Radian – Drum and Buzz

By Curran Faris

Most musicians shy away from harsh, jarring sounds; sounds that jolt the listener out of complacent listening and either send them running for the eject button or immediately capture their attention. Bursts of static, buzzing circuitry, haywired electronics, white hot cymbals, fragmented beats—this is the sonic world Austria’s Radian have been exploring for over a decade.

Not that Martin Brandlmayr (percussion, vibraphone, sampler), Stefan Németh (guitars, synthesizers) and John Norman (bass) deal in the same audio terrorism of Merzbow or Prurient – it’s quite the opposite. Radian strike a delicate balance between experimental noise, IDM, post-rock and jazz. Over a several email exchanges, percussionist Martin Brandlmayr spoke about the new direction of their latest record, Chimeric, the creative process, and channeling the energy of rock music.

Radian’s 2004 effort, Juxtaposition, was an exercise in restraint. Delicate melodies floated amidst swirling electronics and Brandlmayr’s highly syncopated, skittering brush work. Through a process dubbed “microrecording,” the band also incorporated very quiet, textured sounds, only to amplify and digitally arrange them against the bass, drums and synth. The result is a sound both microscopic and symphonic. Imagine glitch-kings Autechre jamming with Tortoise, while prepared-guitarist Kevin Drumm dissects his instrument in the next room. However, after an extensive touring schedule the band took a five-year hiatus to re-examine their sound.

“After Juxtaposition we played a lot and there was a point to where we came to a dead-end in our live performances,” said Brandlmayr. “You know, our pieces are structured into every little detail, so it’s a very clear choreography every one of us has to execute – especially me. I was starting to think about other things during performances, to not be totally involved in the music. A very bad sign.”

The band’s break also removed any lingering creative tendencies the band had fallen into. Brandlmayr said this disruption of musical routines led to the creation of Chimeric.

“We started to play with chaotic structures, which was totally new [for us],” he said. “Everything was about control and pure construction; every little detail was chosen very carefully and usually it took us very long to find the right spot within and arrangement for every sound. Now we started to improvise in the rehearsal space and recorded sessions.”

Brandlmayr added that the chaos and improvisation resulted in a much louder, electrified sound.

“This time we turned the volumes of the amps up. Stefan was playing a lot of guitar this time. We used wild feedbacks and fully played drums. This was a very exciting new path for us.”

Once the basic material was recorded, the band set to work processing, splicing and arranging the raw sounds, perhaps best summarized by Chimeric’s opener “Git Cut Noise.” A burst of blown out guitar is abruptly silenced, leaving only analogue hum and tape hiss, before a lone floor-tom and shimmering cymbal summons its jagged reoccurrence; a universe of sound spliced into quick snippets. Within moments, the disparate elements begin to lock into a sharp rhythm, full of quick stops and unexpected silence. Out of nowhere, Brandlmayr’s drums, recorded totally in the red, launch the band into a woozy lurch for about five seconds until guitar feedback blots out almost every instrument and the whole pattern begins anew.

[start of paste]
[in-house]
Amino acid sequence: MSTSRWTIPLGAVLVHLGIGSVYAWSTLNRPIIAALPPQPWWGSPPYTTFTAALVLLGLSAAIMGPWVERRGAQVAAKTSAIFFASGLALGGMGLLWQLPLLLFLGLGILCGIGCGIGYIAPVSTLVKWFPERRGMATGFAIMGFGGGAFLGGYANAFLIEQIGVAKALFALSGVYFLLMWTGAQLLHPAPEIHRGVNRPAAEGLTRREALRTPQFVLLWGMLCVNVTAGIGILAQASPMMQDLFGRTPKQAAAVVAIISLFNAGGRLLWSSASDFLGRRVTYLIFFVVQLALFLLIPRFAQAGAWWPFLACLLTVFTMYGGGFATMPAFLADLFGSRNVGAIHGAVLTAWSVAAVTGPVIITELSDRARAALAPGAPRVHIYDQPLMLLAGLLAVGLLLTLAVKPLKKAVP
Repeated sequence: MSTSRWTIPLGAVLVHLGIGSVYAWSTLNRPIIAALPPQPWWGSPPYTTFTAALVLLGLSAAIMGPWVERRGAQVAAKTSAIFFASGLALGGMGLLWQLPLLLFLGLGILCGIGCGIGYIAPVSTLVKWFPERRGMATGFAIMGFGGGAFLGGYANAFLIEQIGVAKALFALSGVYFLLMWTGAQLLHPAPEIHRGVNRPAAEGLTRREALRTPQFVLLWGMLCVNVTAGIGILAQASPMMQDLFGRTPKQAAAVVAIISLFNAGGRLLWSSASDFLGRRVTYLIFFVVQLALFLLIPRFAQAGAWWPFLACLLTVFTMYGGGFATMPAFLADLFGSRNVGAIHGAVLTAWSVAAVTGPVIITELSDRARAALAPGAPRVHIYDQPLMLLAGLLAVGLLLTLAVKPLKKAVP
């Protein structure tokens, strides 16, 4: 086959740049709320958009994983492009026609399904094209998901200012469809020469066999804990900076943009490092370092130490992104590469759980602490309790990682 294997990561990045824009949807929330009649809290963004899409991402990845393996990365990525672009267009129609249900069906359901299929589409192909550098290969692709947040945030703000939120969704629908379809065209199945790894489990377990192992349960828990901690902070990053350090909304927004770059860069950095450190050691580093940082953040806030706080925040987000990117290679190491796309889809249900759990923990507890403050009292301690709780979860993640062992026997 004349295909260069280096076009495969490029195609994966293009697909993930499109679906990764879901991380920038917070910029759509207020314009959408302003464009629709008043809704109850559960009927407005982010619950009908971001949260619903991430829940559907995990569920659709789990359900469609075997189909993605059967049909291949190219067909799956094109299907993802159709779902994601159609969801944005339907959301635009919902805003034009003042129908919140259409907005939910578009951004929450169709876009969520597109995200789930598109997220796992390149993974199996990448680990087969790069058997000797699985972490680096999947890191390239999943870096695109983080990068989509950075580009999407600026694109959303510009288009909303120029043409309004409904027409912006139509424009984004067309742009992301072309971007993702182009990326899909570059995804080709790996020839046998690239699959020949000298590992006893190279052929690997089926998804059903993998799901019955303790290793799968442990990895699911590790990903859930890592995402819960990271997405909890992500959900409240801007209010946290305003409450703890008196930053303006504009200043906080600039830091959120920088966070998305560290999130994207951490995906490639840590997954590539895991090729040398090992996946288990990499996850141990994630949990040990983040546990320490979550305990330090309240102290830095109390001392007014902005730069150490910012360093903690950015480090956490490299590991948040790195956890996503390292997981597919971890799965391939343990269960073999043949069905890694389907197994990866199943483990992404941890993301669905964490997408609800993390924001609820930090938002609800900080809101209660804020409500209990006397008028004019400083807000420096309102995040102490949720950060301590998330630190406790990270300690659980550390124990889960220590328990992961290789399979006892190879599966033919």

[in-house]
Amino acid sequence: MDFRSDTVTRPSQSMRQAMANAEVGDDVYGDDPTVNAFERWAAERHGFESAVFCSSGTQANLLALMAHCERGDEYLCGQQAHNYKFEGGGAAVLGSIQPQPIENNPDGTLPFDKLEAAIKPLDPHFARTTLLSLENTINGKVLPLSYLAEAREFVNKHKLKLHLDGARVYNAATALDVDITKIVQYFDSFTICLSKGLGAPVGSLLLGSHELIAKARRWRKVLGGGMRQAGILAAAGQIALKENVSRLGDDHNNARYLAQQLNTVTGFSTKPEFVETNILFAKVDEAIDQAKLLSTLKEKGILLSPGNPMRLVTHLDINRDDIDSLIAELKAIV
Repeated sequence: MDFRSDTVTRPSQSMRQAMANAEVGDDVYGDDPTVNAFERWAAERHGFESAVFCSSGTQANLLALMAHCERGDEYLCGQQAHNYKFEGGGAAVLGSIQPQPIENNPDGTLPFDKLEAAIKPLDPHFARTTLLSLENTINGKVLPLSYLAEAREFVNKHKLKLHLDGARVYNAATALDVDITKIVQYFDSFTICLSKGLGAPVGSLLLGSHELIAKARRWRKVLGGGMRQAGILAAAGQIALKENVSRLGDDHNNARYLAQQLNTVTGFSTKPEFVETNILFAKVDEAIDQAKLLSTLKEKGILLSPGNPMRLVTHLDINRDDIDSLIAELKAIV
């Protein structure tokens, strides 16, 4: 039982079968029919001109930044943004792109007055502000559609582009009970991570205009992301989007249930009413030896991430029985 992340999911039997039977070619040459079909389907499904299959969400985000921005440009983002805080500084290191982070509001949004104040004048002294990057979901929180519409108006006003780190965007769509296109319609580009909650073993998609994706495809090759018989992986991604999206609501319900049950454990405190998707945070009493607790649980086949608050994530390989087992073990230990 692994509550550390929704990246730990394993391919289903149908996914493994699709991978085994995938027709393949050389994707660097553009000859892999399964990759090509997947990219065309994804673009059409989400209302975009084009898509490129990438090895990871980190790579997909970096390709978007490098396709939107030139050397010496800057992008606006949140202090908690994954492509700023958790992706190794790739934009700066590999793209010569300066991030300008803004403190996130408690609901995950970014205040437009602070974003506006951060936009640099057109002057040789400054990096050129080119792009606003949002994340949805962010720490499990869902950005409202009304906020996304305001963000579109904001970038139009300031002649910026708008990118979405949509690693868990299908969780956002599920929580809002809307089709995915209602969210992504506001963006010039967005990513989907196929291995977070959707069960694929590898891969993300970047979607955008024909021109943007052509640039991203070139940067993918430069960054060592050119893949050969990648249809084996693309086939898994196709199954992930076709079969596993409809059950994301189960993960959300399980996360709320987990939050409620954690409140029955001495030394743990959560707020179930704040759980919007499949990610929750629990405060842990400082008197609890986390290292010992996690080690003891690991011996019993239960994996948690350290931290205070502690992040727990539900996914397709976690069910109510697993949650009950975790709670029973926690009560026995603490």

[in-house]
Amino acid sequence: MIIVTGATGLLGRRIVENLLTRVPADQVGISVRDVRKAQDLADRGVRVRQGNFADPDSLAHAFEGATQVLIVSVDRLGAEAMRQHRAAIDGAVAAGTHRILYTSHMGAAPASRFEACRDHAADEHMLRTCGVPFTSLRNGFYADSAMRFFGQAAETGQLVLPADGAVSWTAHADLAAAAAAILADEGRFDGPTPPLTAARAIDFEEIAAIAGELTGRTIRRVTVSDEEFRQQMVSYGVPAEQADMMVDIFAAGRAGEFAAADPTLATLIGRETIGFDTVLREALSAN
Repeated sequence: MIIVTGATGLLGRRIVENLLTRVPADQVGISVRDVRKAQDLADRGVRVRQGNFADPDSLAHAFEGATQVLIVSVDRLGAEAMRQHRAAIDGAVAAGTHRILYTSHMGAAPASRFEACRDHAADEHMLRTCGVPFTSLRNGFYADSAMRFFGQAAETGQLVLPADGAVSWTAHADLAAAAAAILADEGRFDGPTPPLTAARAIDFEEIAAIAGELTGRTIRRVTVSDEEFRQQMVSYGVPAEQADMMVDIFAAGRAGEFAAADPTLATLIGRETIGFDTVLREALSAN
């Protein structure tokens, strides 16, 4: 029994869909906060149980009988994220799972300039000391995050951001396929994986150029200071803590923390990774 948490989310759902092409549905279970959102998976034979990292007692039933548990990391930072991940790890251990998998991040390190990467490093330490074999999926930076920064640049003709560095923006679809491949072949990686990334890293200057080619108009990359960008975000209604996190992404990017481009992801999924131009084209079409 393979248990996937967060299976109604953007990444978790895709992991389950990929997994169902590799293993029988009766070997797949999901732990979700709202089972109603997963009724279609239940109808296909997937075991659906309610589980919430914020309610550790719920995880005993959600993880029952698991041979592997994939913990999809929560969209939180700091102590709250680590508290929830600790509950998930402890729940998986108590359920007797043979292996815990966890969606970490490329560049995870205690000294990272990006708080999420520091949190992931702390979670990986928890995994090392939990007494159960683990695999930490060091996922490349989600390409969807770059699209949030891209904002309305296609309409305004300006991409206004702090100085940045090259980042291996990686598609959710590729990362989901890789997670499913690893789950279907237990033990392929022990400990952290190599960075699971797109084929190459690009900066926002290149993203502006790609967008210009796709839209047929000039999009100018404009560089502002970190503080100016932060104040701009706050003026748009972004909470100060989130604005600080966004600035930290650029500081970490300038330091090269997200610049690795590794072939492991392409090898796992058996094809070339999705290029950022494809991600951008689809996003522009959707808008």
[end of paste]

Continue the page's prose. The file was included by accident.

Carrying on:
What is nearly impossible to articulate on paper is best described by Brandlmayr himself: “You can hear these wild guitars and brutally played drums, but it’s like windows open and close–you just get a short look into it. Blocks of noise, in between silence.”

Radian’s masterful use of space and silence is the audio equivalent of a strip tease; a glimpse is revealed as swiftly as it is obscured. The results are just as engrossing.

“Basically, I’m working with omitting sonic objects. It’s like having a second track running in my head with all sonic objects that don’t appear in the music, that are thought only. This creates a sort of tension that I love. Silences that can be filled again by the imagination of the listener,” Brandlmayr said.

Yet Chimeric isn’t all tension. “Feedbackmikro/City Lights” offers the listener a much-welcomed release, if only for a moment. Eerie synths, atonal harmonics and dark basslines lock into a hushed, infectious drum pattern while a gentle, haunting melody is hammered out on the vibraphone. But chaos is never far away, as Stefan Németh’s heavily distorted synths spew sonic asphalt all over everything. These dynamic and dramatic gestures, said Brandlmayr, were inspired by rock ’n’ roll.

“I think on this album we’ve been dealing with rock energy,” he said. “[It’s] a basic attempt to capture energetic playing, but putting it into a hybrid context.”

Put another way, Radian is dealing with the fundamental essence of rock: energy, dynamics, and sheer volume. Only the trio manages to strip these elements to their very core and re-arrange them in new and surprising ways while maintaining a sound that is utterly and completely musical, even when Radian is at their most cacophonous.

“I believe that a lot of what music makes magic or intense can be analysed and created in a conscious way,” continued Brandlmayr. “On the other hand, a lot can’t be constructed. It’s a matter of the moment and loss of control, just letting things go. But you can analyse the result. That’s what interested me most on the work for this record, to have this sonic ‘photograph’ of a moment and have the opportunity to carefully analyse them, taking them apart and reassemble them in a new way.”

While Radian may be expanding the sonic realm of rock, Brandlmayr is quick to draw the line on comparisons.

“The music deals with rock music, but it’s not at all rock music.”

Don’t miss Radian perform live at the West End on June 11 with Tim Hecker and Didi Bruckmayr.